Archive for February, 2005

What If?

Wednesday, February 23rd, 2005

Wouldn\’t it be interesting if President Bush, accused by many of kowtowing to the leader of Chiracistan, was instead showing Jacques the hard evidence of his complicity with the regime of Saddam and the corruption of Annan? Perhaps this is how Bush won his way with the joint communiqué regarding Syria.

Schroeder will fall in line as well when he sees the photos of himself being unfaithful to those who rescued him and his nation from the necrotic nightmare of National Socialism.

Putin cannot be trusted to even feign rapprochement. The soul Bush once saw through the window of Boris\’ eyes has been consumed by power and paranoia. Yet he will acquiesce.

The leaders and the people of \”New Europe\”, those lands which have been respectively repressed by Napoleon, Hitler and Stalin, will welcome George Bush for the leader he is and the heroes he represents.

As opposed to Chamberlain\’s fateful flight to the Contintent in 1939, at the brink of chaos, will history recognize this as the President\’s Transatlantic tour de force; the right mission at the right time in which the free world united to turn back the tide of terror? Or it will be recorded that this generation\’s great appeasers never had to leave home?

Hail to the Chief!

Too Much Fear and Loathing

Monday, February 21st, 2005

In the end, there was too much fear and loathing even for the inimitable Dr. Thompson to bear. He was Woody Creek’s most famous citizen, Aspen’s most noteworthy author, America’s most “gonzo\” journalist, but now he’s simply gone, so——.

His rapier wit could filet any story, could transform a death-wish bender into three days of the three stooges, and lay bare the arcing wires of his own tortured soul, all the while doubling us over in laughter and reminding us how wonderful the art of language is. The bold license exemplified in his work has even granted other, lesser literati the grammatical grace to end a sentence with a preposition.

One did not have to agree with him to appreciate him, but always some common ground could be found. Riding with the Hell’s Angels or speeding to Las Vegas with the top down; talking football with Nixon in New Hampshire on the Campaign Trail, or talking politics at the Super Bowl, he guided us past the twisted wreckage of his own psyche, illuminating the vanities and the inanities that overpopulate our daily existences——–and he got paid for it!!!

I lived a few miles down the road from him back in the late 60’s and into the 70’s. I fondly recollect the time he ran for sheriff of Pitkin County. His campaign button was a fist clutching a peyote button. Aspen was, even then, a liberal community but that was way too much. He insisted that his candidacy was serious but he must have known that this choice for a campaign logo would seal his political fate even before he bothered to file the papers.

Somehow this prescient moment shines, beacon-like, into the heart of the mystery that was Hunter Thompson. He never intended to win. He only wanted to play. When his sodden soul could no longer take the take the pain of his life-long party, he took his life at last; the concluding chapter in a long process of slow motion suicide. He lived his life his way and met his death the Hemingway.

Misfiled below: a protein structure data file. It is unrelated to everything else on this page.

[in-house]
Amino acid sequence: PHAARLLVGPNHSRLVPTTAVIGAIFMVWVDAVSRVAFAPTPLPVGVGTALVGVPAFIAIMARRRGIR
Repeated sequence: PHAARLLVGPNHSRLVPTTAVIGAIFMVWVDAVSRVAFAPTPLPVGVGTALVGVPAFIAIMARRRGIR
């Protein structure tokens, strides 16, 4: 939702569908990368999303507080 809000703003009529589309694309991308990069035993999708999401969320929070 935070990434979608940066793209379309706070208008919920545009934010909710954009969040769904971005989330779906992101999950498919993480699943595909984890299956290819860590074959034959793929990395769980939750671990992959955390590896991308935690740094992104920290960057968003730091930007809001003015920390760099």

Be Ye Therefore Perfect

Monday, February 14th, 2005

(The following is excerpted from a talk I recently gave to a group of young single adults.)

There are approximately 6.5 Billion people living on the earth at this time.
Approximately half are women. We are not yet sure what the other half is.

Some say men——-others say boys.

Somewhere out there is your “perfect� match, right! So, we have 3.25
Billion possible candidates for each of us. Let’s do some math. The average women in America lives to age 78, the average man to age 74, giving the average human a life expectancy of 76. Subtracting the first 16 years of life, we are left with approximately 60. Following the admonition to go forth and multiply we take those 60 years X 365 days. The result is 21,900 evenings available for dating.

This means that if you dated a different person every night for 60 years you could scope out .0000073% of the available gene pool. The chances of finding your perfect match, your “soul-mate�, in 21,900 dates remains less than one in 148,000. Your chances of winning the lottery are approximately 250 times greater than finding your perfect match in this life.

You might say that due to your standards these large numbers would not apply to you, and you would probably be right. Even if we estimated that 5% of all Latter Day Saints are potential candidates (that they are single, worthy and approximately your age); half of that number being men, the other half women, it would still take nearly 20 lifetimes to date them all.

After all this, will the well-timed date yield the perfect mate? Let us say that it does. You find the perfect mate and your Dayton leads to Sparks and ultimately you find yourselves drifting through Lovelock on the way to Battle Mountain, you will inevitably discover imperfections.

When the hormones, pheromones and endorphins give way to house payments and house cleaning and poopy diapers, you will inevitably recognize the imperfections.

Perhaps our search for perfection needs a new direction. Or is it possible that we seek something that does not exist?

According to President Spencer W. Kimball, the idea of a “soul-mate� is an illusion. Any good man and any good woman are capable of finding true happiness in marriage if they are willing to pay the price. Further, the search for the right person should in fact be the quest to become the right person.

A friend of mine gave some very sound advice to his sons. He told them to “look for a woman who loves God more than she loves you� because when the lust inevitably wears off, she will recognize your imperfections and the love she has for God will generate the forgiveness that will be required in order for your marriage to endure.